13 Cool Things to Do with Linux

Last updated: July 19, 2022 | Bobbin Zachariah

Linux is an open-source operating system that allows you to run almost every major web development language available. You don't need to pay for any software installation and you can find everything on the web. It can be installed on minimal hardware and is more stable than Windows.

If you are a beginner for the Linux operating system then you must know the power of Linux. You can do several interesting things with Linux that you can not do with Windows.

In this guide, we show you some awesome things that you can do with Linux.

1. Use Linux Terminal

If you really want to learn Linux then you must know the power of the Linux terminal. You can do everything including, creating and removing file and directory, browsing the web, sending mail, setting up network connection, format partition, and monitoring system performance using the command-line terminal. Compare to other operating systems, Linux gives you a feeling that it is your system and you own it.

Here is some basic command that you should know:

ls : List the content of the current directory.
mkdir : Create a directory.
touch : Create a file.
df -h : Display your system partition with size.
free -m : Display memory usage.
cat : View the content of the file.
cd : Change the directory to another directory.
w : Show you currently login user in your system.

2. Install Latest Updates

After installing Linux, it is recommended to update your system software to the latest version. This will keep you away from unnecessary bugs, add new security features and improve the system performance. You perform software update using the Software & Updates utility.

3. Add Extra Repositories

By default, Linux ships with built-in repositories that can be used to install various software in your system. In some cases, your required software is not included in the built-in repository. Then, you will need to add additional partner repositories for installing extra drivers and software.

Some of the repositories are disabled in some Linux versions then you will need to enable them from the Software & Updates.

You can find them in the following screen:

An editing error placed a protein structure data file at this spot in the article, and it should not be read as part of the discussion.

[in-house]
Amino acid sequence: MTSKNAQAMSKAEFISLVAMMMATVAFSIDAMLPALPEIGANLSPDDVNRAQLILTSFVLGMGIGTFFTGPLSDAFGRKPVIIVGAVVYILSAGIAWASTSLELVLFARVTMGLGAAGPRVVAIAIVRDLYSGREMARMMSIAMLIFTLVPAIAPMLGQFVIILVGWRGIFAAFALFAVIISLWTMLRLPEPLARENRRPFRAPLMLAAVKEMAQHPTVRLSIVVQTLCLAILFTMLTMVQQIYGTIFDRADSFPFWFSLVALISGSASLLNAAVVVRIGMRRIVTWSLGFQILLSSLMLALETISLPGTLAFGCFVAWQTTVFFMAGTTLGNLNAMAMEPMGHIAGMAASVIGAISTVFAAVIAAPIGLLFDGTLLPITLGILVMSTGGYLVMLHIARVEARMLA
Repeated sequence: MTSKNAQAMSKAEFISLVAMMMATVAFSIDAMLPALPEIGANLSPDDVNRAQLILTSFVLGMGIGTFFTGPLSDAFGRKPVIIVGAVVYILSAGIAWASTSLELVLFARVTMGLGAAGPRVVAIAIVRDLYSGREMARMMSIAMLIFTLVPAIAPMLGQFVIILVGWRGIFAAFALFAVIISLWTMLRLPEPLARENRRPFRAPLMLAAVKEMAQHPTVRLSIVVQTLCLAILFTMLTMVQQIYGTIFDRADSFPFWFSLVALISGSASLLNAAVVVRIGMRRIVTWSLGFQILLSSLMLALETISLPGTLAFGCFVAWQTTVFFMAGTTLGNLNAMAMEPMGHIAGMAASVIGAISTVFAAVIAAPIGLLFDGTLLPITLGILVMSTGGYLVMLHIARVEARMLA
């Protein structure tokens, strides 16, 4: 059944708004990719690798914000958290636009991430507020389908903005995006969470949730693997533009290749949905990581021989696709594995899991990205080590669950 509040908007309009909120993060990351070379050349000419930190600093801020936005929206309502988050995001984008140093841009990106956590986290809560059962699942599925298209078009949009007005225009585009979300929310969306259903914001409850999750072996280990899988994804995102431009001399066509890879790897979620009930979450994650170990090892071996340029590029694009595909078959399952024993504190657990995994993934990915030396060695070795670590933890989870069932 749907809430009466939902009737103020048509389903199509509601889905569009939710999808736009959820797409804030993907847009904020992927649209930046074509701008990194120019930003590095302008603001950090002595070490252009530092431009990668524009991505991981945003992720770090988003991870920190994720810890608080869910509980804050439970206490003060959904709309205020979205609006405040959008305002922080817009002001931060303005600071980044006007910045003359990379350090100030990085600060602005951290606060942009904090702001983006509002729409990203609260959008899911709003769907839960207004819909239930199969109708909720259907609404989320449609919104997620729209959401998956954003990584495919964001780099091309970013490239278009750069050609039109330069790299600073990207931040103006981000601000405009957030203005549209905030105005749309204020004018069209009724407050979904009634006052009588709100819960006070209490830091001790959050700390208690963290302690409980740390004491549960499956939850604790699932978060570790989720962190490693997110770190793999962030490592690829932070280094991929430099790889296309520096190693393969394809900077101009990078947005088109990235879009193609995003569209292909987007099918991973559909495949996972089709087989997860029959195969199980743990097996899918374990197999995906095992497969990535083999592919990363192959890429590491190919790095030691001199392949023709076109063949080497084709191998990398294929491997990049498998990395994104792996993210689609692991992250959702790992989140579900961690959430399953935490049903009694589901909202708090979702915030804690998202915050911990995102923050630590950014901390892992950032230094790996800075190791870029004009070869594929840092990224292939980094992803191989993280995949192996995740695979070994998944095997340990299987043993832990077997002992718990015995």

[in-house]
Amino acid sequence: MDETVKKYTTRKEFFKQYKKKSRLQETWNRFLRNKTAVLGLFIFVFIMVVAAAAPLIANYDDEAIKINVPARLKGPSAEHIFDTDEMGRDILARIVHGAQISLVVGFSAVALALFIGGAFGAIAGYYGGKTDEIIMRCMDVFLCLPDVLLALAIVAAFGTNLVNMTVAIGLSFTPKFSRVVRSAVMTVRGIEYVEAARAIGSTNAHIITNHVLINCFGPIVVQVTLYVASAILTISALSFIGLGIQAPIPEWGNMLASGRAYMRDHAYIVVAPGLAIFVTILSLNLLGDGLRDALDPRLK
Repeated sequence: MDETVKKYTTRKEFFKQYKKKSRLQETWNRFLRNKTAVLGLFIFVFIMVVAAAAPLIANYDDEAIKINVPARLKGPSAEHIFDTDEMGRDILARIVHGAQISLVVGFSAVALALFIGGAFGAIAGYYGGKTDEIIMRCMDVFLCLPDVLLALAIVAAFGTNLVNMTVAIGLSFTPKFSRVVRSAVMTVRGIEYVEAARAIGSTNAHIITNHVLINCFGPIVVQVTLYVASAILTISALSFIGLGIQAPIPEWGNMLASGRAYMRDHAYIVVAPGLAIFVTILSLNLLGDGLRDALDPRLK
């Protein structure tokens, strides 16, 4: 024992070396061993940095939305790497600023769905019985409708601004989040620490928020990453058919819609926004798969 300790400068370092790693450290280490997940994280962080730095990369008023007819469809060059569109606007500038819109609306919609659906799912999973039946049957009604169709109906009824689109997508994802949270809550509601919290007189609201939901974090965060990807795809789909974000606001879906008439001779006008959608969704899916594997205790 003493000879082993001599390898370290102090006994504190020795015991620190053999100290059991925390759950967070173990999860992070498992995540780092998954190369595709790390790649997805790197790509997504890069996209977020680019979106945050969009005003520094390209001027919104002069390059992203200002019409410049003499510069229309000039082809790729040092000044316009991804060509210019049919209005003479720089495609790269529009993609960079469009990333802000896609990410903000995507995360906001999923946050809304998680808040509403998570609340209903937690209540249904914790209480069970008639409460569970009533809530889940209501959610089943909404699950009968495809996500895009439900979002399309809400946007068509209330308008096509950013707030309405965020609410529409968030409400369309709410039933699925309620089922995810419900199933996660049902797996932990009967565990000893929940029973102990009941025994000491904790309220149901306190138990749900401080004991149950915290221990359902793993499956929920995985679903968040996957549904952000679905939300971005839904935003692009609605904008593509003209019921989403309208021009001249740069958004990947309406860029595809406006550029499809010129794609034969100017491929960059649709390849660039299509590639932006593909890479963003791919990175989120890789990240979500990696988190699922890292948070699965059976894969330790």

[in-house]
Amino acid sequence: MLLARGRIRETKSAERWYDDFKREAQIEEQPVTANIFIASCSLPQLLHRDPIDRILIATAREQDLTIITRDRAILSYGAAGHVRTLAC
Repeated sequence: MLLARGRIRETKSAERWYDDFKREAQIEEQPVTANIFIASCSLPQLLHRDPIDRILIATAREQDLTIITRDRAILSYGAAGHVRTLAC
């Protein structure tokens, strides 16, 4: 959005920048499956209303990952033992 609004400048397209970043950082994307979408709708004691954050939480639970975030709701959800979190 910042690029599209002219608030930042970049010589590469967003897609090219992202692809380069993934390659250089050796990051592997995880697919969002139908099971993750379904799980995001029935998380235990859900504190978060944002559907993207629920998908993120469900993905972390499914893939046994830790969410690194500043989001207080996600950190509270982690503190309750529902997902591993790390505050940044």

add repository

4. System Cleanup Command

Regularly cleaning up your system from junk files and unwanted cache is necessary for the smooth functioning of your system.

To clean partial packages, run the following command in your terminal:

sudo apt autoclean

To cleanup the apt cache, run the following command:

sudo apt clean

To remove the unused packages, run the following command:

sudo apt autoremove

5. Setup Firewall

It is necessary to secure your system from unwanted traffic. So you will need to install firewall software in your system to control the traffic.

For Debian/Ubuntu operating system, you can install gufw graphical firewall package with the following command:

sudo apt install gufw

For RHEL/CentOS/Fedora operating system, you can install firewall-config graphical firewall with the following command:

sudo yum install firewall-config

Ubuntu ships with UFW which is a user-friendly front-end for managing iptables firewall rules.

6. Install Multimedia Codecs

Some multimedia codecs are not pre-installed in most Linux operating systems to play multimedia files such as MP3, MPEG4 and AVI.

For Debian/Ubuntu operating system, you can install them with the following command:

sudo apt install ubuntu-restricted-extras

For RHEL/CentOS Stream/Fedora operating systems, install all codec with the following command:

sudo yum install https://download1.rpmfusion.org/{free/fedora/rpmfusion-free,nonfree/fedora/rpmfusion-nonfree}-release-$(rpm -E %fedora).noarch.rpm
sudo yum install gstreamer1-libav gstreamer1-plugins-ugly unrar compat-ffmpeg28 ffmpeg-libs

7. Install Java

There are many software in Linux that relies on Java. So you should install Java in your system.

For Debian/Ubuntu operating systems, you can install Java with the following command:

apt install default-jdk -y

For CentOS/RHEL/Fedora operating systems, you can install Java with the following command:

yum install java-11-openjdk-devel

8. Customize OS